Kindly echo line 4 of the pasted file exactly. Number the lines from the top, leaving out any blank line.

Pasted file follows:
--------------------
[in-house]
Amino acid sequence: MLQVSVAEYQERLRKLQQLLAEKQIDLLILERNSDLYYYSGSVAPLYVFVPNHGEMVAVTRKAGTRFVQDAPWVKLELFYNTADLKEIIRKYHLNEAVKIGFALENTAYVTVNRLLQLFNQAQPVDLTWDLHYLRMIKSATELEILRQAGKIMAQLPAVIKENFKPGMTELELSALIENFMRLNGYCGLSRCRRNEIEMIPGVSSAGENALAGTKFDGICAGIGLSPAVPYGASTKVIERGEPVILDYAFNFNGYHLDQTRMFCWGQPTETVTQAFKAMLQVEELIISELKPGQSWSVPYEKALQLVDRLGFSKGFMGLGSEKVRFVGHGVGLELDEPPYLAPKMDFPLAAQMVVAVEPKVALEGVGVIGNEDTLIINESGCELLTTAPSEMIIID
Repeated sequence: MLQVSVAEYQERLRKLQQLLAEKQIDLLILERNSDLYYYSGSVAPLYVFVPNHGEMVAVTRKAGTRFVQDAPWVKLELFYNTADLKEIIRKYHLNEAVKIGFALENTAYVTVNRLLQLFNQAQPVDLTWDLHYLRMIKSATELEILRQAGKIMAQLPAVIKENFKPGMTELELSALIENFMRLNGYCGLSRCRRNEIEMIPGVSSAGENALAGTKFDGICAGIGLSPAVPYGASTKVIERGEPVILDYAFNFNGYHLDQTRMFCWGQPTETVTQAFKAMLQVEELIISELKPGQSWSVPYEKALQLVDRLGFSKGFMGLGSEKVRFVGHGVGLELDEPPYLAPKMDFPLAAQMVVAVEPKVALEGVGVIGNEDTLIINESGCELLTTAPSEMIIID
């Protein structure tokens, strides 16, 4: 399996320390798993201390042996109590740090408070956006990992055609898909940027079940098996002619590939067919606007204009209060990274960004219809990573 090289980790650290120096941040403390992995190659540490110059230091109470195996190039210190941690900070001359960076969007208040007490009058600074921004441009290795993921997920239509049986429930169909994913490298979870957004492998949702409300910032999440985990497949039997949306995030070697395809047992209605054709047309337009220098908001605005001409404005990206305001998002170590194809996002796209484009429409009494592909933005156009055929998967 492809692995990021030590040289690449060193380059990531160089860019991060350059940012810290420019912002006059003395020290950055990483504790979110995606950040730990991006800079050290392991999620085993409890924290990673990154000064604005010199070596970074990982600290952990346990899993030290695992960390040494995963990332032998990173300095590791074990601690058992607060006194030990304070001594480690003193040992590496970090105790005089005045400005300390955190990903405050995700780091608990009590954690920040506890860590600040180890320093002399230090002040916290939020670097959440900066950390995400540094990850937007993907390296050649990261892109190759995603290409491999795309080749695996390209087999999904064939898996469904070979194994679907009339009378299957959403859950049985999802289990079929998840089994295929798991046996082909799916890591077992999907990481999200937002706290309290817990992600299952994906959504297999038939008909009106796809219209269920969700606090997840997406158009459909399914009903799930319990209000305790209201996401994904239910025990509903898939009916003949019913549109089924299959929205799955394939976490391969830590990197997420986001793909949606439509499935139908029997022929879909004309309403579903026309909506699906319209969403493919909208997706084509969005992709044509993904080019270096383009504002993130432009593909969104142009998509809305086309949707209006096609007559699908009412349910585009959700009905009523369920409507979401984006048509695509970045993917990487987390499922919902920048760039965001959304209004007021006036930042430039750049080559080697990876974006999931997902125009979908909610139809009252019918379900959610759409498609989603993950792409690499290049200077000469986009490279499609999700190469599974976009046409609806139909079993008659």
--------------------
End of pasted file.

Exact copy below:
């Protein structure tokens, strides 16, 4: 399996320390798993201390042996109590740090408070956006990992055609898909940027079940098996002619590939067919606007204009209060990274960004219809990573 090289980790650290120096941040403390992995190659540490110059230091109470195996190039210190941690900070001359960076969007208040007490009058600074921004441009290795993921997920239509049986429930169909994913490298979870957004492998949702409300910032999440985990497949039997949306995030070697395809047992209605054709047309337009220098908001605005001409404005990206305001998002170590194809996002796209484009429409009494592909933005156009055929998967 492809692995990021030590040289690449060193380059990531160089860019991060350059940012810290420019912002006059003395020290950055990483504790979110995606950040730990991006800079050290392991999620085993409890924290990673990154000064604005010199070596970074990982600290952990346990899993030290695992960390040494995963990332032998990173300095590791074990601690058992607060006194030990304070001594480690003193040992590496970090105790005089005045400005300390955190990903405050995700780091608990009590954690920040506890860590600040180890320093002399230090002040916290939020670097959440900066950390995400540094990850937007993907390296050649990261892109190759995603290409491999795309080749695996390209087999999904064939898996469904070979194994679907009339009378299957959403859950049985999802289990079929998840089994295929798991046996082909799916890591077992999907990481999200937002706290309290817990992600299952994906959504297999038939008909009106796809219209269920969700606090997840997406158009459909399914009903799930319990209000305790209201996401994904239910025990509903898939009916003949019913549109089924299959929205799955394939976490391969830590990197997420986001793909949606439509499935139908029997022929879909004309309403579903026309909506699906319209969403493919909208997706084509969005992709044509993904080019270096383009504002993130432009593909969104142009998509809305086309949707209006096609007559699908009412349910585009959700009905009523369920409507979401984006048509695509970045993917990487987390499922919902920048760039965001959304209004007021006036930042430039750049080559080697990876974006999931997902125009979908909610139809009252019918379900959610759409498609989603993950792409690499290049200077000469986009490279499609999700190469599974976009046409609806139909079993008659």